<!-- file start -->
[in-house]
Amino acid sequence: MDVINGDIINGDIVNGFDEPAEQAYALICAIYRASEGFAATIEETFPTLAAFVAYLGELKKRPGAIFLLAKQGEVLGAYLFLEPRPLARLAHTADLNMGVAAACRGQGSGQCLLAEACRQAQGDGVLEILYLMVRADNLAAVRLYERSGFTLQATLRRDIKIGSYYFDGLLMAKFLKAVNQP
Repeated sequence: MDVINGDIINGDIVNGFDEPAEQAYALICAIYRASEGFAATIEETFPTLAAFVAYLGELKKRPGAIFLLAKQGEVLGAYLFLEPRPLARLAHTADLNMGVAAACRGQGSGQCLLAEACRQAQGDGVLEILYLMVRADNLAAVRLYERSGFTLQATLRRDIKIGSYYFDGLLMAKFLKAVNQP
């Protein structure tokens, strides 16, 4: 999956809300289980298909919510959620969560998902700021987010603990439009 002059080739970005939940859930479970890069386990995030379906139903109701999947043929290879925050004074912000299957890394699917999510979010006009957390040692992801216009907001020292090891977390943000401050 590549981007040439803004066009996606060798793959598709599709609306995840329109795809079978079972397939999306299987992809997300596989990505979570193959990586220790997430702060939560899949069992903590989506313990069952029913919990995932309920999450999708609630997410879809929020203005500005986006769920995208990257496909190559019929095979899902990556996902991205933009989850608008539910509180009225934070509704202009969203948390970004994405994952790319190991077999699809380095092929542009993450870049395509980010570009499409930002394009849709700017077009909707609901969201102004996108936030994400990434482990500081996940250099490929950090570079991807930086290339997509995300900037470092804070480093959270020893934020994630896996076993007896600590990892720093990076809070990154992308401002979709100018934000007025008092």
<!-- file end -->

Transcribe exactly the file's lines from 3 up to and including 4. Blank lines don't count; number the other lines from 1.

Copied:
Repeated sequence: MDVINGDIINGDIVNGFDEPAEQAYALICAIYRASEGFAATIEETFPTLAAFVAYLGELKKRPGAIFLLAKQGEVLGAYLFLEPRPLARLAHTADLNMGVAAACRGQGSGQCLLAEACRQAQGDGVLEILYLMVRADNLAAVRLYERSGFTLQATLRRDIKIGSYYFDGLLMAKFLKAVNQP
């Protein structure tokens, strides 16, 4: 999956809300289980298909919510959620969560998902700021987010603990439009 002059080739970005939940859930479970890069386990995030379906139903109701999947043929290879925050004074912000299957890394699917999510979010006009957390040692992801216009907001020292090891977390943000401050 590549981007040439803004066009996606060798793959598709599709609306995840329109795809079978079972397939999306299987992809997300596989990505979570193959990586220790997430702060939560899949069992903590989506313990069952029913919990995932309920999450999708609630997410879809929020203005500005986006769920995208990257496909190559019929095979899902990556996902991205933009989850608008539910509180009225934070509704202009969203948390970004994405994952790319190991077999699809380095092929542009993450870049395509980010570009499409930002394009849709700017077009909707609901969201102004996108936030994400990434482990500081996940250099490929950090570079991807930086290339997509995300900037470092804070480093959270020893934020994630896996076993007896600590990892720093990076809070990154992308401002979709100018934000007025008092």